What we’re talking about I think - to be quite vague - is a technology that best converts between energy and matter. The more of the latter you have, the more effective the propulsion system will be in this sea of gas and gravitation. Sound right?
Generally, a rocket engine is more effective in terms of fuel used when it puts more energy into less matter. Energy means kinetic energy. Thus, an efficient rocket engine has higher exhaust speeds for less matter exhausted. For atmospheric engines things change a bit, since air may be taken in and used as the exhaust. But basically you still want to use the least amount of fuel.
Now for FF atmospheric propulsion, one would probably have to send the FF ion jets into a heating chamber, where they heat the air, which is then expelled to the back. It is much like a turbojet or a ramjet engine, only you use the FF exhaust to heat the air instead of burning some petroleum fuel. In terms of fuel used, this is much more efficient than a jet engine, since you use nuclear energy and the fuel quantity is some 1 000 000 times smaller. It remains to be seen whether it is more efficient in terms of engine mass, too. You don’t want a huge, heavy engine to do the same work as a jet engine. If you wanted that, the solution were right around the corner: a thermal nuclear fission reactor powering an aircraft engine. Think about an aircraft carrier power source on an airplane.
Nuclear propulsion has been tried:
The main issue that it wasn’t continued was political, due to fear of a Fission reactor crashing in a populated area.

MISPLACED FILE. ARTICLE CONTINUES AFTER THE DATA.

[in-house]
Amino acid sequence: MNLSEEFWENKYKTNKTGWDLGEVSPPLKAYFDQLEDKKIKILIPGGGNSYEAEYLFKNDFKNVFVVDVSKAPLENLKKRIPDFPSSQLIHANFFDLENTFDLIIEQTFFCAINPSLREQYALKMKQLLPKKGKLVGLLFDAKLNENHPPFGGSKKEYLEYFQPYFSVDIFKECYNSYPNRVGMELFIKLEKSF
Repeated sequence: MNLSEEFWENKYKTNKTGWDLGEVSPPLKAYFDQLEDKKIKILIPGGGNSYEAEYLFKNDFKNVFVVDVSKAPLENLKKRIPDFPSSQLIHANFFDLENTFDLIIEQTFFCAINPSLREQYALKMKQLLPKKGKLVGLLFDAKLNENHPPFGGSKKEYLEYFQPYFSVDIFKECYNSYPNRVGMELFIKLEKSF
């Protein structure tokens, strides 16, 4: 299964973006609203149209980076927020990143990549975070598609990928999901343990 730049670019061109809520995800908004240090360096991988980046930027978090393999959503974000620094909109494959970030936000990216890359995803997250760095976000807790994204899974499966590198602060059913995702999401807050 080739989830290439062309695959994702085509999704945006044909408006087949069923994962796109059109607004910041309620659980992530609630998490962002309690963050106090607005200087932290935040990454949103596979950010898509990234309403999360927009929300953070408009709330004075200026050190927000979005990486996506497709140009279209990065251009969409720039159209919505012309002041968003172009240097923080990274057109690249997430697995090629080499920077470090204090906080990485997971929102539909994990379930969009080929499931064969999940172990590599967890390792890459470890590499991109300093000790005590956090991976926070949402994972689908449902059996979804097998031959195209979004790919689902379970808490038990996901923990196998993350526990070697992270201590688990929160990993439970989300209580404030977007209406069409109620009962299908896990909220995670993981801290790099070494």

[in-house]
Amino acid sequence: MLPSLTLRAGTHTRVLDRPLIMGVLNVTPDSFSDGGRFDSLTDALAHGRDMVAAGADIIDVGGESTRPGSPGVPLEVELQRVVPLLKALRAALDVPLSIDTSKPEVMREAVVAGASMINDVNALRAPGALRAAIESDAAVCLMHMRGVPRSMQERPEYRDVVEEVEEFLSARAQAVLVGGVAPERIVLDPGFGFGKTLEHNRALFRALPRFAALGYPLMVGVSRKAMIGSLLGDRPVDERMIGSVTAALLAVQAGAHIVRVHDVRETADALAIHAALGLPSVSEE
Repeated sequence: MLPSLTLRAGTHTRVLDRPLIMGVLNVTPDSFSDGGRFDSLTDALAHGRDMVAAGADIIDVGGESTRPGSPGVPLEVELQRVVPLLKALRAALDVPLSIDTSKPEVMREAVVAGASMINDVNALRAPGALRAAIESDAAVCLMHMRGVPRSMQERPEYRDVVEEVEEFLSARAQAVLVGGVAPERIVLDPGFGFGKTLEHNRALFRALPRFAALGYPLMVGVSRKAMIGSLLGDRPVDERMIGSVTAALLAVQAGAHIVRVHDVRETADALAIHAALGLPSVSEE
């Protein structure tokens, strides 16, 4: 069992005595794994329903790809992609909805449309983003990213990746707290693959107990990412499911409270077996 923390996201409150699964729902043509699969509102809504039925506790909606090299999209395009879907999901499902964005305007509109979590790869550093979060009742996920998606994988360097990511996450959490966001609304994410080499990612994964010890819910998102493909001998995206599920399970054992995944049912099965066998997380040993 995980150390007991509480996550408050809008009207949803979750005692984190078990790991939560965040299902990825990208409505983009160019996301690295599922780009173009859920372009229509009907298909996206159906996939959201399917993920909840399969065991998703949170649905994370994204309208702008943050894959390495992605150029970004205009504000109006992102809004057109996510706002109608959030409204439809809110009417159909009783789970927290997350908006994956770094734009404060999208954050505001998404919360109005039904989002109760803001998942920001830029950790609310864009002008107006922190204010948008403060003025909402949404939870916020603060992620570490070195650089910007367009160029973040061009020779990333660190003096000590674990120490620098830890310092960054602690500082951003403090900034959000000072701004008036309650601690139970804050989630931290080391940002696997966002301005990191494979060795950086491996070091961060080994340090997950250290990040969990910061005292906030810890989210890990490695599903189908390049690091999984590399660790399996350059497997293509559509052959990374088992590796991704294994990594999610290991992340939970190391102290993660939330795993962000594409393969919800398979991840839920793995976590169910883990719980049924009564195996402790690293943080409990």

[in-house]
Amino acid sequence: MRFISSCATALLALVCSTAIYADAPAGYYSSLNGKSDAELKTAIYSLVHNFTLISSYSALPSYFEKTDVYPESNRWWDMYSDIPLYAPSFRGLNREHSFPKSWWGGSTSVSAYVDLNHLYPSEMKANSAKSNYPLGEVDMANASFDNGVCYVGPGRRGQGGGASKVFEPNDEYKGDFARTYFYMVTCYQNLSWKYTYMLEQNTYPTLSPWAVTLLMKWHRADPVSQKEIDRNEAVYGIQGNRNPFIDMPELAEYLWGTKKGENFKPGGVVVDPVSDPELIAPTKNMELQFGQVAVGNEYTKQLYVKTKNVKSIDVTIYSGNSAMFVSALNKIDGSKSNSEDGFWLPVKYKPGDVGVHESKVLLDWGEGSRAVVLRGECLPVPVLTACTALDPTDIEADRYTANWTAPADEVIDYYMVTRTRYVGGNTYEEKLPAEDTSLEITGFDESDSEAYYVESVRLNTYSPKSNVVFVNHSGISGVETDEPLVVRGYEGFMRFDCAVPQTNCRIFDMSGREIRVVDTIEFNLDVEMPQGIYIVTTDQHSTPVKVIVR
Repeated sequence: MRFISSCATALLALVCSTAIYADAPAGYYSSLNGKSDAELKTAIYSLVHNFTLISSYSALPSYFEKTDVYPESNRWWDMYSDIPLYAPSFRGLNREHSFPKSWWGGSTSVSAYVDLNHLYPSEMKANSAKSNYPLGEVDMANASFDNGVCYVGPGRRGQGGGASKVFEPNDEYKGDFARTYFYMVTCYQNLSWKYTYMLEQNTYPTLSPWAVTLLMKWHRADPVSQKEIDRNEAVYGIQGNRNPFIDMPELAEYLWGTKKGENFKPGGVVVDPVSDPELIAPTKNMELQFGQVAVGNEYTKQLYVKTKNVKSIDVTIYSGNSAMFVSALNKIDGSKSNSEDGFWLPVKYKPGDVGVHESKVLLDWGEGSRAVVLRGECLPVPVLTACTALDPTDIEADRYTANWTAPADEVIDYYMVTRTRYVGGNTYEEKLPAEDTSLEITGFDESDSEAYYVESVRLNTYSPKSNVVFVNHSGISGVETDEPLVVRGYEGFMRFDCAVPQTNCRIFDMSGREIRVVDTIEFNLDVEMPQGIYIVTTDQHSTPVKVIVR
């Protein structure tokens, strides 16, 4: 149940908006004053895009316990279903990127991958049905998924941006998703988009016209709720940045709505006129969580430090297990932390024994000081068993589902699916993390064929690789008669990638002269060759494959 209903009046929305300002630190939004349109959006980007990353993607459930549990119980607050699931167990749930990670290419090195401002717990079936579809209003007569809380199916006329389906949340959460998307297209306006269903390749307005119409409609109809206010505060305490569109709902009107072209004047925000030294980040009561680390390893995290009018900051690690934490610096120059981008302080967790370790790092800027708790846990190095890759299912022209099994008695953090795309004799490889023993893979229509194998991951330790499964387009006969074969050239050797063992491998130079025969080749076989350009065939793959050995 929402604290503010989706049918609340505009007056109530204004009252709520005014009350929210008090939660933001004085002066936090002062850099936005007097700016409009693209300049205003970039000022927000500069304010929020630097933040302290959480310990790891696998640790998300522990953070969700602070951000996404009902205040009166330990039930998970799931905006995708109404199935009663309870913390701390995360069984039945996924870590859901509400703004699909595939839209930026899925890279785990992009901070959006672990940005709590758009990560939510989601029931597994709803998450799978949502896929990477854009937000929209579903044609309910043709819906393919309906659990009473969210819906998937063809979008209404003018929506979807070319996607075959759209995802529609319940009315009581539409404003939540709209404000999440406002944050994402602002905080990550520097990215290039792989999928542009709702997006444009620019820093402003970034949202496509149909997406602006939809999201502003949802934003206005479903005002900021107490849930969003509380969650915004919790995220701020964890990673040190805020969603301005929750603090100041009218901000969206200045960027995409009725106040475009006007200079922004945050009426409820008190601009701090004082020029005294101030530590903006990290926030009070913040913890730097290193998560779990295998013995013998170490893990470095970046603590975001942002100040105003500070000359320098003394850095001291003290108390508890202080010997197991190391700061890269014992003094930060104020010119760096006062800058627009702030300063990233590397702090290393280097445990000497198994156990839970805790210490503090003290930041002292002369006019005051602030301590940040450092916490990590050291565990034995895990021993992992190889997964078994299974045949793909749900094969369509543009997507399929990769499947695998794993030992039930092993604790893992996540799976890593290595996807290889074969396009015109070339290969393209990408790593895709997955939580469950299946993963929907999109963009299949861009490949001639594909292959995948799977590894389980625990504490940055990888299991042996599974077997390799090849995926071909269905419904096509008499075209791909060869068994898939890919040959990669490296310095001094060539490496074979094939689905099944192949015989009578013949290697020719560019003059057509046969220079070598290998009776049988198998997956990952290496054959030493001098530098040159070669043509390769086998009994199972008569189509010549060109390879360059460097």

The main technical issue was weight, reactor + shielding being quite heavy.
Like most technical issues there are solutions to these problems, but there are obviously practical limits.
For FF, the main issue for space use in an orbital launch capacity is you are effectively trading weight. Yes you have less actual fuel, but the reactor itself has a large mass and your propulsive element still needs to be there.
Air with a turbine is only practical up to about Mach 2.5 at which point the air temperature entering the engine is so high that it literally melts the engine.
Ram systems can work to higher speeds, but they are not self starting, so you need multiple propulsion elements. Using an electric heat source would require the system to generate ridiculous temperatures as you need to maintain sufficient deltaT to generate thrust. See SR-71.
Above about Mach 5-10 you’ll need internal mass to throw out the back as the temperatures will well exceed the limits of the materials we have today.
Starlite was a possibility, but unfortunately Maurice Ward died last year and as far as is public, he took the recipe with him.
As you state more speed/energy can result in reduced mass, but there is a limit, in the sense that, above a certain temperature you’re effectively throwing a hugely powerful ion beam out the back of the engine. This would (at least) create the same political issues as with flying a Fission reactor, if not more.